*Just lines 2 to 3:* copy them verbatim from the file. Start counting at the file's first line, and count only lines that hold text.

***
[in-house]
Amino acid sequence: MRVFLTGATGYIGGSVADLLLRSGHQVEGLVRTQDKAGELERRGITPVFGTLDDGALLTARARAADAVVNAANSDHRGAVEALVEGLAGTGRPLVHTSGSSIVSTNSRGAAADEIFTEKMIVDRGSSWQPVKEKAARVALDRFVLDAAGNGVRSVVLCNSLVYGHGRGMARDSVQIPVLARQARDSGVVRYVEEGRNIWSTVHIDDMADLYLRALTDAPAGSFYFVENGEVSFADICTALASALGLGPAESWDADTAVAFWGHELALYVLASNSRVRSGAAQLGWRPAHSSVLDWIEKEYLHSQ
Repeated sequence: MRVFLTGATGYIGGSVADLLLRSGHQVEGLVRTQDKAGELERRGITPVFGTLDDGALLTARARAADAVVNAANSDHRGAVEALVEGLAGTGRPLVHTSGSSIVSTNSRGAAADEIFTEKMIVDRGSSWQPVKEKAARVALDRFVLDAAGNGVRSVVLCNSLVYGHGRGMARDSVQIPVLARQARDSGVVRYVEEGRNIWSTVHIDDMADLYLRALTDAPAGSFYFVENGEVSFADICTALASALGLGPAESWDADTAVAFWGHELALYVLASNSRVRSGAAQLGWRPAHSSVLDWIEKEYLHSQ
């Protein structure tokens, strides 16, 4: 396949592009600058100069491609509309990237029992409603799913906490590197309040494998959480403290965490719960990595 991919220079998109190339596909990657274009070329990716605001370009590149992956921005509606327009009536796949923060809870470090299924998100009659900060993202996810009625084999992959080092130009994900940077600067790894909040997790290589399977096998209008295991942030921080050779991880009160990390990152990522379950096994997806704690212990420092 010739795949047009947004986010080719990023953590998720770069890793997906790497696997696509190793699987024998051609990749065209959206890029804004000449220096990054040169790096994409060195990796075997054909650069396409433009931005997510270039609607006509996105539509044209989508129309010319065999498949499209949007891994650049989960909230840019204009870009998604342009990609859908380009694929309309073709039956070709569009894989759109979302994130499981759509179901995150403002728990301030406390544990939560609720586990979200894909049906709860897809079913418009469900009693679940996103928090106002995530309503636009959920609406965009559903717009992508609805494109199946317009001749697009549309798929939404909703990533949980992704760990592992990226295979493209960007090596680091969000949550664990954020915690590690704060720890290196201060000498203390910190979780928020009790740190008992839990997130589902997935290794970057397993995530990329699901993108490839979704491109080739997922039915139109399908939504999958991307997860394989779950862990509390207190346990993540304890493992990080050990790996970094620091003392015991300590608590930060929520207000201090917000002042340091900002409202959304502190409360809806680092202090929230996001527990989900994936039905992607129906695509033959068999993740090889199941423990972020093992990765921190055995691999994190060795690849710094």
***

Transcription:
Amino acid sequence: MRVFLTGATGYIGGSVADLLLRSGHQVEGLVRTQDKAGELERRGITPVFGTLDDGALLTARARAADAVVNAANSDHRGAVEALVEGLAGTGRPLVHTSGSSIVSTNSRGAAADEIFTEKMIVDRGSSWQPVKEKAARVALDRFVLDAAGNGVRSVVLCNSLVYGHGRGMARDSVQIPVLARQARDSGVVRYVEEGRNIWSTVHIDDMADLYLRALTDAPAGSFYFVENGEVSFADICTALASALGLGPAESWDADTAVAFWGHELALYVLASNSRVRSGAAQLGWRPAHSSVLDWIEKEYLHSQ
Repeated sequence: MRVFLTGATGYIGGSVADLLLRSGHQVEGLVRTQDKAGELERRGITPVFGTLDDGALLTARARAADAVVNAANSDHRGAVEALVEGLAGTGRPLVHTSGSSIVSTNSRGAAADEIFTEKMIVDRGSSWQPVKEKAARVALDRFVLDAAGNGVRSVVLCNSLVYGHGRGMARDSVQIPVLARQARDSGVVRYVEEGRNIWSTVHIDDMADLYLRALTDAPAGSFYFVENGEVSFADICTALASALGLGPAESWDADTAVAFWGHELALYVLASNSRVRSGAAQLGWRPAHSSVLDWIEKEYLHSQ